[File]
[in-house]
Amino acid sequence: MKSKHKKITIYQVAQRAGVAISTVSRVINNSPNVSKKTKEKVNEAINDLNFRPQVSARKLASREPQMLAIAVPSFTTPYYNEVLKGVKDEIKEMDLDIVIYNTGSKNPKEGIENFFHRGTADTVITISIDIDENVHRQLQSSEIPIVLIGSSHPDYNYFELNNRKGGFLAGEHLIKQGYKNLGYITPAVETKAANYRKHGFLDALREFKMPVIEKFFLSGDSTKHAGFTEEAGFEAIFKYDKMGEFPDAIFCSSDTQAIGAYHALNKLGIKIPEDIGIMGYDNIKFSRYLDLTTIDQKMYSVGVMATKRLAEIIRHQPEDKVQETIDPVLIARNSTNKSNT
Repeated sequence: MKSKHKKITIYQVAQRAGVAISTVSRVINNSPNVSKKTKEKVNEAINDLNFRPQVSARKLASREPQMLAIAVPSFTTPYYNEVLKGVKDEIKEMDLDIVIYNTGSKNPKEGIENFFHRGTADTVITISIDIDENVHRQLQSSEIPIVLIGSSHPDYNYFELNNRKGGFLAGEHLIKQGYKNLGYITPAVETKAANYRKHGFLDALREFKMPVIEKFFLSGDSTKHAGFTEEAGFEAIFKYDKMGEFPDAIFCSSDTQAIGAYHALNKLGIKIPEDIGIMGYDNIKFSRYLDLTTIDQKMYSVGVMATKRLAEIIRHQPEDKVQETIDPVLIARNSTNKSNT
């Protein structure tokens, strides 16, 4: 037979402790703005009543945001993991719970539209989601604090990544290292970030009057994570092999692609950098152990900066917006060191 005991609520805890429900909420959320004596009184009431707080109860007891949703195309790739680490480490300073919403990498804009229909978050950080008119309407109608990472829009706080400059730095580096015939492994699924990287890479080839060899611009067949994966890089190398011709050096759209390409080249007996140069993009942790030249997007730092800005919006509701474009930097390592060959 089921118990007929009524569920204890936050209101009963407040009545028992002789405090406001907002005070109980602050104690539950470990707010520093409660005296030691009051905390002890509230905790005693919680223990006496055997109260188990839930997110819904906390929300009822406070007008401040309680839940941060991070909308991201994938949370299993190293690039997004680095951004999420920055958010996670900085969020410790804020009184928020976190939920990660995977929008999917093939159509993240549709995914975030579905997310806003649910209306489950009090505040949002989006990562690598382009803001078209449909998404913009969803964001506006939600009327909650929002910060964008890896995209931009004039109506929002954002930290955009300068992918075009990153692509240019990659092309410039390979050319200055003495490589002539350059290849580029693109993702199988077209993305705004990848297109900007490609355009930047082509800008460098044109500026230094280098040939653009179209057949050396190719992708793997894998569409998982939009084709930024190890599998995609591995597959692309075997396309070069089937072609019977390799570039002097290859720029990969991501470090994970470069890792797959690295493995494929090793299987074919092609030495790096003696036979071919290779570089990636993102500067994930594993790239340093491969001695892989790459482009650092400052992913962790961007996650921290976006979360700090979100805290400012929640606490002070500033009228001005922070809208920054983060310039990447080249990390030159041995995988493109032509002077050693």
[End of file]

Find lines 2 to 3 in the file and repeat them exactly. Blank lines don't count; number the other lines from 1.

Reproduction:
Amino acid sequence: MKSKHKKITIYQVAQRAGVAISTVSRVINNSPNVSKKTKEKVNEAINDLNFRPQVSARKLASREPQMLAIAVPSFTTPYYNEVLKGVKDEIKEMDLDIVIYNTGSKNPKEGIENFFHRGTADTVITISIDIDENVHRQLQSSEIPIVLIGSSHPDYNYFELNNRKGGFLAGEHLIKQGYKNLGYITPAVETKAANYRKHGFLDALREFKMPVIEKFFLSGDSTKHAGFTEEAGFEAIFKYDKMGEFPDAIFCSSDTQAIGAYHALNKLGIKIPEDIGIMGYDNIKFSRYLDLTTIDQKMYSVGVMATKRLAEIIRHQPEDKVQETIDPVLIARNSTNKSNT
Repeated sequence: MKSKHKKITIYQVAQRAGVAISTVSRVINNSPNVSKKTKEKVNEAINDLNFRPQVSARKLASREPQMLAIAVPSFTTPYYNEVLKGVKDEIKEMDLDIVIYNTGSKNPKEGIENFFHRGTADTVITISIDIDENVHRQLQSSEIPIVLIGSSHPDYNYFELNNRKGGFLAGEHLIKQGYKNLGYITPAVETKAANYRKHGFLDALREFKMPVIEKFFLSGDSTKHAGFTEEAGFEAIFKYDKMGEFPDAIFCSSDTQAIGAYHALNKLGIKIPEDIGIMGYDNIKFSRYLDLTTIDQKMYSVGVMATKRLAEIIRHQPEDKVQETIDPVLIARNSTNKSNT